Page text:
GREENVILLE — Greenville wrestling coach Paul Johnson would have loved to get deeper into the Division 2 state finals than the Yellow Jackets did.
However, their season ended in the quarterfinals to Lowell. But that didn’t diminish the year, he said.
“Yeah, we would have liked to have gone further in the end,” he said. “To win the O-K Bronze (Conference) was nice. We had good opponents in the districts so to get the victory there was nice. To get back to the state finals was fantastic. We would have liked to have won the first round but I wasn’t disappointed with the effort.”
Greenville hadn’t won a conference title in wrestling in a few years.
The Jackets finished the season 28-5 in dual meets, but even then Johnson was fine with that.
“With the five losses, we lost three of those in one day, then we lost to St. Johns and the dual in the state finals” against Lowell, he said. “I know in the past we had more kids get to the state finals. But we had a difficult regional. I’m proud of the guys that did place and proud that two got a win before bowing out.”
There were a lot of wrestlers who did well and got the publicity, but Johnson mentioned a few who were unsung heroes on the team.
“Tate Jeffrey, who wrestled 125 and 130, he had a losing record last year. He turned around a losing record to 22-16,” Johnson said. “He was dependable for us.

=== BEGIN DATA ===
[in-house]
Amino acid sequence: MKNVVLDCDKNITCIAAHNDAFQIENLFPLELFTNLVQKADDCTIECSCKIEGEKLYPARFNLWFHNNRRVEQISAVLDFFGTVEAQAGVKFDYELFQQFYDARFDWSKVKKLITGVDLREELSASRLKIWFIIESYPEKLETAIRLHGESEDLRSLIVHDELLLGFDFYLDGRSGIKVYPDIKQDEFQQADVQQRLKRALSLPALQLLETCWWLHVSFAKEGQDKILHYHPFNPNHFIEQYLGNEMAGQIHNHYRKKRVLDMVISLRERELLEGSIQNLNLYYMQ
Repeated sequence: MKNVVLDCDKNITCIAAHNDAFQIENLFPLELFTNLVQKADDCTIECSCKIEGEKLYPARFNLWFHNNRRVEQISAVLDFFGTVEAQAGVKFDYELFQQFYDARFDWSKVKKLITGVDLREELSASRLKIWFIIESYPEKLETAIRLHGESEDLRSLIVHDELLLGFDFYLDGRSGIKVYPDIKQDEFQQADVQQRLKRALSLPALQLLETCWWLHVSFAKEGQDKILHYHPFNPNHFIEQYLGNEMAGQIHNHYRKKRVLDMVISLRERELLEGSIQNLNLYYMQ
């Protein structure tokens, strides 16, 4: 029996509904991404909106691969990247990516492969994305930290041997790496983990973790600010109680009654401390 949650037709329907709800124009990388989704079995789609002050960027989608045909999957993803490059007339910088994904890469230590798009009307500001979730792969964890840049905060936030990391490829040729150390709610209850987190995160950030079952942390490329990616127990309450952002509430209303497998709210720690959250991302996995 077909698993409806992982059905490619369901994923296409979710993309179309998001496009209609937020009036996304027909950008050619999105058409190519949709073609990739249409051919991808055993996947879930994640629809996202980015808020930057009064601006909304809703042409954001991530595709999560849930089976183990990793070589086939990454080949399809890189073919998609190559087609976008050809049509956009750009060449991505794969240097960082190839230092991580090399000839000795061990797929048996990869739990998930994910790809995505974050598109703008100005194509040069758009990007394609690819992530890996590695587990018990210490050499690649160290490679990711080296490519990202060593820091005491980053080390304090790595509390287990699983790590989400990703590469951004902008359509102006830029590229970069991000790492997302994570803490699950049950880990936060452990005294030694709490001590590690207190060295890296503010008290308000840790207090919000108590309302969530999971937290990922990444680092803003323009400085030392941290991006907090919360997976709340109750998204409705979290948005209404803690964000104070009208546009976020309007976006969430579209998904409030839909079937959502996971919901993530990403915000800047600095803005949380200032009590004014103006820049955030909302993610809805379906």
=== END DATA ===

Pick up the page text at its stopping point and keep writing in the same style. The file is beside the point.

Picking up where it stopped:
“Will Parmalee was a regional finalist. Jake Hopkins was a pleasant surprise. We knew he could do well and he ended up having to injury default after getting hurt at the team regional.
“I think most people know about Dakota Sherrick. He’s a great example of having someone come out with desire. Kyle Reamer was a conference champ and qualified for state finals.”
Greenville will find a way to reload for next year, Johnson noted.
“Every year we lose five or six key wrestlers which we’ll do this year,” he said. “We have a good freshman class and some starters who will be coming back next year. We’re excited for the upcoming season again.”
But the wrestlers will have to find a way to get some wrestling in while playing in other sports, Johnson said.
“Kids do something all season long. There’s a lot more weight training,” he said. “That type of thing has been paramount in our success. It’s continuing to work to get better and the more wrestling you do the better you get.”